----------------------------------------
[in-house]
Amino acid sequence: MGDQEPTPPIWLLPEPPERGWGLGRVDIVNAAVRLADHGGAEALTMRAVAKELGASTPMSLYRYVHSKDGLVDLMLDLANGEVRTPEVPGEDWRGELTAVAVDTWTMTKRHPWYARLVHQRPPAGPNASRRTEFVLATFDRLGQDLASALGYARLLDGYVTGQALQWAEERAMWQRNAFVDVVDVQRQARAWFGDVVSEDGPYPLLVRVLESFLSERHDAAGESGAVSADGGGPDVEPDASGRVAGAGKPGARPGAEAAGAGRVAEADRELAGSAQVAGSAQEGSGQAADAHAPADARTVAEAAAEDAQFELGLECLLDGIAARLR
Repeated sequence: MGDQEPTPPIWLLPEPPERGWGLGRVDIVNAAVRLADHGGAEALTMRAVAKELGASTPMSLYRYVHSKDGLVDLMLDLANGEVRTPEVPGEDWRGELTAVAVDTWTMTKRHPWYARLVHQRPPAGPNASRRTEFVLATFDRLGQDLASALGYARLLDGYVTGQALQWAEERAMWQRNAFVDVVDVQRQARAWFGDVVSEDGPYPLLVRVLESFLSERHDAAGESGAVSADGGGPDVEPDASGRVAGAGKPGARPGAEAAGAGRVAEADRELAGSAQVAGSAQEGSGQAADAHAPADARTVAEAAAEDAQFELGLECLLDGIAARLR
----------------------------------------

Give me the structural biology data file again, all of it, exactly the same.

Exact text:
[in-house]
Amino acid sequence: MGDQEPTPPIWLLPEPPERGWGLGRVDIVNAAVRLADHGGAEALTMRAVAKELGASTPMSLYRYVHSKDGLVDLMLDLANGEVRTPEVPGEDWRGELTAVAVDTWTMTKRHPWYARLVHQRPPAGPNASRRTEFVLATFDRLGQDLASALGYARLLDGYVTGQALQWAEERAMWQRNAFVDVVDVQRQARAWFGDVVSEDGPYPLLVRVLESFLSERHDAAGESGAVSADGGGPDVEPDASGRVAGAGKPGARPGAEAAGAGRVAEADRELAGSAQVAGSAQEGSGQAADAHAPADARTVAEAAAEDAQFELGLECLLDGIAARLR
Repeated sequence: MGDQEPTPPIWLLPEPPERGWGLGRVDIVNAAVRLADHGGAEALTMRAVAKELGASTPMSLYRYVHSKDGLVDLMLDLANGEVRTPEVPGEDWRGELTAVAVDTWTMTKRHPWYARLVHQRPPAGPNASRRTEFVLATFDRLGQDLASALGYARLLDGYVTGQALQWAEERAMWQRNAFVDVVDVQRQARAWFGDVVSEDGPYPLLVRVLESFLSERHDAAGESGAVSADGGGPDVEPDASGRVAGAGKPGARPGAEAAGAGRVAEADRELAGSAQVAGSAQEGSGQAADAHAPADARTVAEAAAEDAQFELGLECLLDGIAARLR